TIP: Reduce intense emotions by changing Temperature (take a hot bath; or thrust your face into a bowl of ice-cold water for 10 seconds, which literally resets your brain–called ice diving); participate in Intense exercise; or do a Progressive muscle relaxation (tighten and then relax each of your muscles, one at a time, from head to toe).

SELF SOOTHE the Five Senses: 

  • Vision: Sit by a fire or look at a candle’s flame, stargaze, go on a hike or to an art museum, rearrange a bookshelf, look through old pictures or mementos, etc.
  • Hearing: Listen to your favorite soothing or invigorating music, listen to the sounds of nature (the Calm app works as a great substitute), practice your instrument or sing, attend a concert, etc.
  • Touch: Put clean sheets on the bed, take a bubble bath, get a massage, hug someone, sink into a really comfortable chair, put on lotion, etc.
  • Taste: Make a soothing warm drink, enjoy your favorite meal, eat strong flavors like Hot Tamales or wasabi and fresh ginger with sushi (my favorites), sample flavors in an ice cream store, really taste what you’re eating, etc.
  • Smell: Inhale anything lemon (essential oil, soap, lotion, cut up the fruit and scrub your countertops), sample scents at a lotion store, put on perfume, light a scented candle, bake cookies or bread, smell fresh flowers, etc.

Distracting Skills with ACCEPTS:

  • Activities: Call or visit a friend, have a game night, deep clean or organize, go walking, work in the yard or garden, etc.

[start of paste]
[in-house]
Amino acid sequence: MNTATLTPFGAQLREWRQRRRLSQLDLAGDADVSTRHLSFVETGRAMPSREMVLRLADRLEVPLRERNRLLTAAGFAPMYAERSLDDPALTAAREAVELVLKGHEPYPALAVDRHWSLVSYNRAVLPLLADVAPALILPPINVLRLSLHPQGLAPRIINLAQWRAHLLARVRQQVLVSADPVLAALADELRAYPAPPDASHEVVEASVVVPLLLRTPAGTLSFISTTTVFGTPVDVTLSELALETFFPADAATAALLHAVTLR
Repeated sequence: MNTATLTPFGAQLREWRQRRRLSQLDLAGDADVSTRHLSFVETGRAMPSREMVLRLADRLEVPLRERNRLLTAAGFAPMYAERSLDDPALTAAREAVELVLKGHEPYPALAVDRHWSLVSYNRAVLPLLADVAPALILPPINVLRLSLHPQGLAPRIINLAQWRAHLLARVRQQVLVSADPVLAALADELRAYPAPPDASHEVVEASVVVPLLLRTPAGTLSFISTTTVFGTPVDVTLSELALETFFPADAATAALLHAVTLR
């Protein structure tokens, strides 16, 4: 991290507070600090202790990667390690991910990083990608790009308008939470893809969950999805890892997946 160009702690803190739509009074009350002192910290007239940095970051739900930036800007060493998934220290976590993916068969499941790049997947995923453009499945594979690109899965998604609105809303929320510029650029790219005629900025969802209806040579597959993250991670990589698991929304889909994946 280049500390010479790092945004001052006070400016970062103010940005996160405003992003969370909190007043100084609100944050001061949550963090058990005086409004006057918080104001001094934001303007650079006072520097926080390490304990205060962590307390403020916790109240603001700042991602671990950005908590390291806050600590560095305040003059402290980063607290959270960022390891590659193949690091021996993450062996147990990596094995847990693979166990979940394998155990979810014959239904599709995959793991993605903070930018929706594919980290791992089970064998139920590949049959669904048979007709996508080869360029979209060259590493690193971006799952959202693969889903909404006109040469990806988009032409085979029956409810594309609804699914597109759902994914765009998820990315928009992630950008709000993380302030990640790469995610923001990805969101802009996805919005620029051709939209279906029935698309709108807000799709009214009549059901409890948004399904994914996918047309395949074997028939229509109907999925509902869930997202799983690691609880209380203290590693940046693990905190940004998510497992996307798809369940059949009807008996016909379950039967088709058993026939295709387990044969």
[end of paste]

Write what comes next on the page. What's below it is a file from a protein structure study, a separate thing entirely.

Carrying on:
• Contributing: Do volunteer work, go through your house and find items to donate, surprise visit someone who is lonely, write a note to a loved one, like and comment on others’ posts on social media, etc.
  • Comparisons: Read books of those who have overcome great trials, compare yourself to those less fortunate than you, etc.
  • Opposite Emotions: Push yourself to feel a different emotion than the one you’re currently drenched in. Watch a sappy or suspenseful movie, listen to a comedian, dance to high-energy songs.
  • Pushing Away: Push the situation away by leaving it for awhile. Get off the thread of argument on Facebook. Imagine boxing up the pain of a certain experience and putting it on the shelf for a time.
  • Other Thoughts: Work on a puzzle, sudoku, crossword puzzle, read a book/ magazine/articles, count colors in a painting.
  • Intense Other Sensations: Hold a piece of ice in your hand, squeeze a rubber ball, take a hot shower, pop a rubber band against your wrist.

Another skill is curiously satisfying. Like the Mona Lisa, you Half Smile. The simple act of turning up the corners of your mouth, while under duress, automatically calms and lifts your spirits. You can also Observe Your Breath, or breathe in for a certain number of seconds, hold the breath, and then breathe out.